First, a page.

civilized ku # 3075-76 / diptych # 211 ~ there and back again

view from hotel window ~ Concord, NH • click to embiggen
Apple Store ~ Montreal, QC, CA • click to embiggen
umbrellas ~ Manhattan, NYC, NY • click to embiggen

From 1 week ago Friday past to this past Sunday (10 days), I have spent 3 days in Concord, NH, 2 days in Manhattan , NYC and 2 days in Montreal, QC, CA. Needless to write, I haven't had much time for posting entries. However, I have had time to think.

Much of my thinking has been on topics, photography wise, instigated by 2 primary factors - 1) "...Many contemporary photographers lament the “lifelessness” of digital images. We look at the picture, admire its vibrant colors and sharp lines, and still can’t help but feel nostalgic for the photographs of the old, pre-digital age." (Pavel Kosenko, author, LIFELIKE:A Book on Color), and 2) my recent acquisition (in NYC) of the book, SAUL LEITER: Early Color. And, to my way of thinking, items 1 and 2 are very closely related inasmuch as one is nostalgic for pre-digital age color and the other is a tour de force of pre-digital age color.

Pavel Kosenko's nostalgic lament is somewhat understandable to me inasmuch as I still believe that some of the pre-digital C prints I made were indeed beautiful, color space / tonal wise. That standard / benchmark of representational color and tonal value is still the one I aim to replicate in today's digital era. In doing so, I am very much de-digitalizing my digital picture files and have been doing so since my early digital picture making days.

My issue with the current standard / benchmark (for so many) of tack sharp, noise (aka grain) free and somewhat over-vibrant color is, to my eye and sensibilities, rather plastic or not lifelike as in the sense of not real or sincere. While many who ascribe to that picturing M.O. would state that they are trying to make "realistic" pictures, in fact (again, to my eye and sensibilities) they are making pictures which appear to be hyperreal as in the sense of something fake and artificial which comes to be more definitive of the real than reality itself.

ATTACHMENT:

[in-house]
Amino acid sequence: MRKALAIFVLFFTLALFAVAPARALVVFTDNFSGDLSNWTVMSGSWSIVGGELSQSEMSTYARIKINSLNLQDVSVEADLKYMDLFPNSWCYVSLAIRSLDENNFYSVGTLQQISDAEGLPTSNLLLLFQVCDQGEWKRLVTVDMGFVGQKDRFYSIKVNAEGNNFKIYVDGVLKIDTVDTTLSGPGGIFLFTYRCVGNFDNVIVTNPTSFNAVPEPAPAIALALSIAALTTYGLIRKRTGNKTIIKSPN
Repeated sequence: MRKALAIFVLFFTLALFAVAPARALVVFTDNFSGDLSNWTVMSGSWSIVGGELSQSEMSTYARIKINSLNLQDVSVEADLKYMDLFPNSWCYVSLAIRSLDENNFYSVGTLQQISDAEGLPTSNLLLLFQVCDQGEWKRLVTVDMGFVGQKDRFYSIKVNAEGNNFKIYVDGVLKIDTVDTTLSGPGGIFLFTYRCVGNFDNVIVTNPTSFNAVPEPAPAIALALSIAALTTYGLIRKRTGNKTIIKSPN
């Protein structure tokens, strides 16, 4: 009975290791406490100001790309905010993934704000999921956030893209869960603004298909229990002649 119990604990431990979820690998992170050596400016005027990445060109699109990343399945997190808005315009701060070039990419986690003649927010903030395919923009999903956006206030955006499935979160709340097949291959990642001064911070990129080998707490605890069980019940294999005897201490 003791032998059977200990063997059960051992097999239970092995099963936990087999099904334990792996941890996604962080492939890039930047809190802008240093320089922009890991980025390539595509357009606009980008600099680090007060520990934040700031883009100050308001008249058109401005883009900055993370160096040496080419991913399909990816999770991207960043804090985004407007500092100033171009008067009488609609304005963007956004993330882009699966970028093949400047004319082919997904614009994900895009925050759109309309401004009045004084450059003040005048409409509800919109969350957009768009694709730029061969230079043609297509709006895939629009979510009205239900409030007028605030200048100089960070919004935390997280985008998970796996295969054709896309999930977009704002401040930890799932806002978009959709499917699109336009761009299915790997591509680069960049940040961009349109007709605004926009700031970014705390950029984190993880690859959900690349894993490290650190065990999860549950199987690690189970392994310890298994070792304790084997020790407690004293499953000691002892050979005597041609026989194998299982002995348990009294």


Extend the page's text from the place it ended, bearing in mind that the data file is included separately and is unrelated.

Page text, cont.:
You know, like the Nexus 6 replicants manufactured by the Tyrell Corporation which were made to be more human than human.

Inasmuch as Kosenko seems to think that replicating the look of analog film is the answer to introducing "life" to color pictures - he advocates for a RAW developer that is at its heart an effect app-like program with many presets for various types of analog films - I would disagree with his rational / nostalgic longings for "photographs of the pre-digital age".

Are pre-digital photographs more real (or less real) than digital era photographs? I think not. Are they more pleasant to the eye than the current crop digital picturing 'perfection'? iMo, unquestionably so. They are, to my eye and sensibilities, 'softer' and more gentle to behold.

Perhaps that is what I am experimenting with adding 'grain' (monochromatic digital noise) to my pictures - like those in this entry's diptych.

civilized ku # 3074 ~ is photography a mirror or a window Pt.2?

Sunday morning ~ Old Montreal, QC, CA • click to embiggen

Or, is it both?